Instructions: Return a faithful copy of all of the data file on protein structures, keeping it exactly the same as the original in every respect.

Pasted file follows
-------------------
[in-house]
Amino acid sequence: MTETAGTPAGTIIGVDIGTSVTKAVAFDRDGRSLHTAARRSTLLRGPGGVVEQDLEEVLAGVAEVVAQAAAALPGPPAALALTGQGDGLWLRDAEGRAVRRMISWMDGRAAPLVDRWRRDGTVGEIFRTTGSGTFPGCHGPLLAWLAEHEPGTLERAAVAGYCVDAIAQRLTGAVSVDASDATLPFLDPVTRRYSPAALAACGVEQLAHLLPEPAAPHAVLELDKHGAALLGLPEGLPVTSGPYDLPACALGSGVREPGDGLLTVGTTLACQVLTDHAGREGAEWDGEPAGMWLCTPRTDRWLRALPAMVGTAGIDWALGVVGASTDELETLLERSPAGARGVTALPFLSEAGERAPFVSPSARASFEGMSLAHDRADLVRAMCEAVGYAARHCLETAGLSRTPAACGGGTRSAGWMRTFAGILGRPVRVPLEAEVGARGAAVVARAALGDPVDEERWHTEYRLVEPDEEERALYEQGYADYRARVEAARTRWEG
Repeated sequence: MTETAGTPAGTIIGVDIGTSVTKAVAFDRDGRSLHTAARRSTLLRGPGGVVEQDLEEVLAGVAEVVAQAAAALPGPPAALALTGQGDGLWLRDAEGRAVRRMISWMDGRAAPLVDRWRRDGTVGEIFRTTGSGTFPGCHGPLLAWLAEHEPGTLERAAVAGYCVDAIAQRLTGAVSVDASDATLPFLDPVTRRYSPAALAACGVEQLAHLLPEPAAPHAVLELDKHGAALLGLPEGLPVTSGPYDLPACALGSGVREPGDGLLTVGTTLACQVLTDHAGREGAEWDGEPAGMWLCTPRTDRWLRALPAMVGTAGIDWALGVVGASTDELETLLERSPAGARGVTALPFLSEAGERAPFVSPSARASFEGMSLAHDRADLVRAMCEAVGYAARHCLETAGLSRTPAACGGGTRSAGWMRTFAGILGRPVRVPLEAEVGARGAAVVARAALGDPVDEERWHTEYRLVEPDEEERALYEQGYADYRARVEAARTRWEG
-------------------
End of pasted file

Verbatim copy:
[in-house]
Amino acid sequence: MTETAGTPAGTIIGVDIGTSVTKAVAFDRDGRSLHTAARRSTLLRGPGGVVEQDLEEVLAGVAEVVAQAAAALPGPPAALALTGQGDGLWLRDAEGRAVRRMISWMDGRAAPLVDRWRRDGTVGEIFRTTGSGTFPGCHGPLLAWLAEHEPGTLERAAVAGYCVDAIAQRLTGAVSVDASDATLPFLDPVTRRYSPAALAACGVEQLAHLLPEPAAPHAVLELDKHGAALLGLPEGLPVTSGPYDLPACALGSGVREPGDGLLTVGTTLACQVLTDHAGREGAEWDGEPAGMWLCTPRTDRWLRALPAMVGTAGIDWALGVVGASTDELETLLERSPAGARGVTALPFLSEAGERAPFVSPSARASFEGMSLAHDRADLVRAMCEAVGYAARHCLETAGLSRTPAACGGGTRSAGWMRTFAGILGRPVRVPLEAEVGARGAAVVARAALGDPVDEERWHTEYRLVEPDEEERALYEQGYADYRARVEAARTRWEG
Repeated sequence: MTETAGTPAGTIIGVDIGTSVTKAVAFDRDGRSLHTAARRSTLLRGPGGVVEQDLEEVLAGVAEVVAQAAAALPGPPAALALTGQGDGLWLRDAEGRAVRRMISWMDGRAAPLVDRWRRDGTVGEIFRTTGSGTFPGCHGPLLAWLAEHEPGTLERAAVAGYCVDAIAQRLTGAVSVDASDATLPFLDPVTRRYSPAALAACGVEQLAHLLPEPAAPHAVLELDKHGAALLGLPEGLPVTSGPYDLPACALGSGVREPGDGLLTVGTTLACQVLTDHAGREGAEWDGEPAGMWLCTPRTDRWLRALPAMVGTAGIDWALGVVGASTDELETLLERSPAGARGVTALPFLSEAGERAPFVSPSARASFEGMSLAHDRADLVRAMCEAVGYAARHCLETAGLSRTPAACGGGTRSAGWMRTFAGILGRPVRVPLEAEVGARGAAVVARAALGDPVDEERWHTEYRLVEPDEEERALYEQGYADYRARVEAARTRWEG